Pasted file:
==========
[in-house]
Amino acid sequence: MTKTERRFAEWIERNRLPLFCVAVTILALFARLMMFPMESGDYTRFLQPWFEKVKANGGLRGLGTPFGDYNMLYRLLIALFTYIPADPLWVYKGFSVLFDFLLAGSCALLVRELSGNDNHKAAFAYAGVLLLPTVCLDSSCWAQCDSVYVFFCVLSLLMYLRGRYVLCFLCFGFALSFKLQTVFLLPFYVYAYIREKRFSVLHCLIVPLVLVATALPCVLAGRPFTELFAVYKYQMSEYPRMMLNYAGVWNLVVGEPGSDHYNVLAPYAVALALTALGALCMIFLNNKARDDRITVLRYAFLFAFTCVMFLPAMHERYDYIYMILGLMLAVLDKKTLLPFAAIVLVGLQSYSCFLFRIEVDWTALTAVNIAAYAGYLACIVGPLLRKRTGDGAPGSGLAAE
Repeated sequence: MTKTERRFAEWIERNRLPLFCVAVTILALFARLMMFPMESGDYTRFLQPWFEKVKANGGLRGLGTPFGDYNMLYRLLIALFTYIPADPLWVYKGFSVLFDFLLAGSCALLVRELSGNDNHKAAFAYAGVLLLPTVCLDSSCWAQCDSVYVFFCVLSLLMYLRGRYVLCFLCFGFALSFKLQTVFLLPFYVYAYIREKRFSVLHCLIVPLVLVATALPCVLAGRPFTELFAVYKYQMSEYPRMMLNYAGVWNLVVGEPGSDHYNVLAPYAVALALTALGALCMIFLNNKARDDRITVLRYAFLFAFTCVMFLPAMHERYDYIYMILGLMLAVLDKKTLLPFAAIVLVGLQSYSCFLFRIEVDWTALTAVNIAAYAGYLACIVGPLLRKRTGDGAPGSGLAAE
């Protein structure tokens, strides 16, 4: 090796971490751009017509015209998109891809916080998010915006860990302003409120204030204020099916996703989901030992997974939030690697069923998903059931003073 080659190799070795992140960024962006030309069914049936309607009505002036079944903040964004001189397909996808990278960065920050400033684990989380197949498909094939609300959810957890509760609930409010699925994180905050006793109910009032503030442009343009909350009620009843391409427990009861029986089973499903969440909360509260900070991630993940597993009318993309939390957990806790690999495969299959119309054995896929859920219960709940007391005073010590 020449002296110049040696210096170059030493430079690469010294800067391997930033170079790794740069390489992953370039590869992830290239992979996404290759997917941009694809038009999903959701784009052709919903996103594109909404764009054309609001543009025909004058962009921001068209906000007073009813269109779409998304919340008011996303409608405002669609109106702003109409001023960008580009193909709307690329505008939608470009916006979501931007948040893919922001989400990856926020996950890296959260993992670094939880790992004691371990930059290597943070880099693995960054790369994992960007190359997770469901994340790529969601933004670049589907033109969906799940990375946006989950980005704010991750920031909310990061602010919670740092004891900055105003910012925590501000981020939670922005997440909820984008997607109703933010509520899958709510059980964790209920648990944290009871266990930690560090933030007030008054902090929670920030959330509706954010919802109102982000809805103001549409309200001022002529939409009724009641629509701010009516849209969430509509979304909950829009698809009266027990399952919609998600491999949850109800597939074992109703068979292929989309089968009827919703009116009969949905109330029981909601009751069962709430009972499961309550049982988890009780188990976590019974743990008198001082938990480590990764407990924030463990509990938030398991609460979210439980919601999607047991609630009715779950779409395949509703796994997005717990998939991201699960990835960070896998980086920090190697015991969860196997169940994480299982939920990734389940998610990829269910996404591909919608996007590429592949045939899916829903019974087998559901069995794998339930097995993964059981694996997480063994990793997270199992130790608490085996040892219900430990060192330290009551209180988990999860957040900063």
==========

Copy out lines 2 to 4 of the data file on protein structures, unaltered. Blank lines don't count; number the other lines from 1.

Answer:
Amino acid sequence: MTKTERRFAEWIERNRLPLFCVAVTILALFARLMMFPMESGDYTRFLQPWFEKVKANGGLRGLGTPFGDYNMLYRLLIALFTYIPADPLWVYKGFSVLFDFLLAGSCALLVRELSGNDNHKAAFAYAGVLLLPTVCLDSSCWAQCDSVYVFFCVLSLLMYLRGRYVLCFLCFGFALSFKLQTVFLLPFYVYAYIREKRFSVLHCLIVPLVLVATALPCVLAGRPFTELFAVYKYQMSEYPRMMLNYAGVWNLVVGEPGSDHYNVLAPYAVALALTALGALCMIFLNNKARDDRITVLRYAFLFAFTCVMFLPAMHERYDYIYMILGLMLAVLDKKTLLPFAAIVLVGLQSYSCFLFRIEVDWTALTAVNIAAYAGYLACIVGPLLRKRTGDGAPGSGLAAE
Repeated sequence: MTKTERRFAEWIERNRLPLFCVAVTILALFARLMMFPMESGDYTRFLQPWFEKVKANGGLRGLGTPFGDYNMLYRLLIALFTYIPADPLWVYKGFSVLFDFLLAGSCALLVRELSGNDNHKAAFAYAGVLLLPTVCLDSSCWAQCDSVYVFFCVLSLLMYLRGRYVLCFLCFGFALSFKLQTVFLLPFYVYAYIREKRFSVLHCLIVPLVLVATALPCVLAGRPFTELFAVYKYQMSEYPRMMLNYAGVWNLVVGEPGSDHYNVLAPYAVALALTALGALCMIFLNNKARDDRITVLRYAFLFAFTCVMFLPAMHERYDYIYMILGLMLAVLDKKTLLPFAAIVLVGLQSYSCFLFRIEVDWTALTAVNIAAYAGYLACIVGPLLRKRTGDGAPGSGLAAE
């Protein structure tokens, strides 16, 4: 090796971490751009017509015209998109891809916080998010915006860990302003409120204030204020099916996703989901030992997974939030690697069923998903059931003073 080659190799070795992140960024962006030309069914049936309607009505002036079944903040964004001189397909996808990278960065920050400033684990989380197949498909094939609300959810957890509760609930409010699925994180905050006793109910009032503030442009343009909350009620009843391409427990009861029986089973499903969440909360509260900070991630993940597993009318993309939390957990806790690999495969299959119309054995896929859920219960709940007391005073010590 020449002296110049040696210096170059030493430079690469010294800067391997930033170079790794740069390489992953370039590869992830290239992979996404290759997917941009694809038009999903959701784009052709919903996103594109909404764009054309609001543009025909004058962009921001068209906000007073009813269109779409998304919340008011996303409608405002669609109106702003109409001023960008580009193909709307690329505008939608470009916006979501931007948040893919922001989400990856926020996950890296959260993992670094939880790992004691371990930059290597943070880099693995960054790369994992960007190359997770469901994340790529969601933004670049589907033109969906799940990375946006989950980005704010991750920031909310990061602010919670740092004891900055105003910012925590501000981020939670922005997440909820984008997607109703933010509520899958709510059980964790209920648990944290009871266990930690560090933030007030008054902090929670920030959330509706954010919802109102982000809805103001549409309200001022002529939409009724009641629509701010009516849209969430509509979304909950829009698809009266027990399952919609998600491999949850109800597939074992109703068979292929989309089968009827919703009116009969949905109330029981909601009751069962709430009972499961309550049982988890009780188990976590019974743990008198001082938990480590990764407990924030463990509990938030398991609460979210439980919601999607047991609630009715779950779409395949509703796994997005717990998939991201699960990835960070896998980086920090190697015991969860196997169940994480299982939920990734389940998610990829269910996404591909919608996007590429592949045939899916829903019974087998559901069995794998339930097995993964059981694996997480063994990793997270199992130790608490085996040892219900430990060192330290009551209180988990999860957040900063």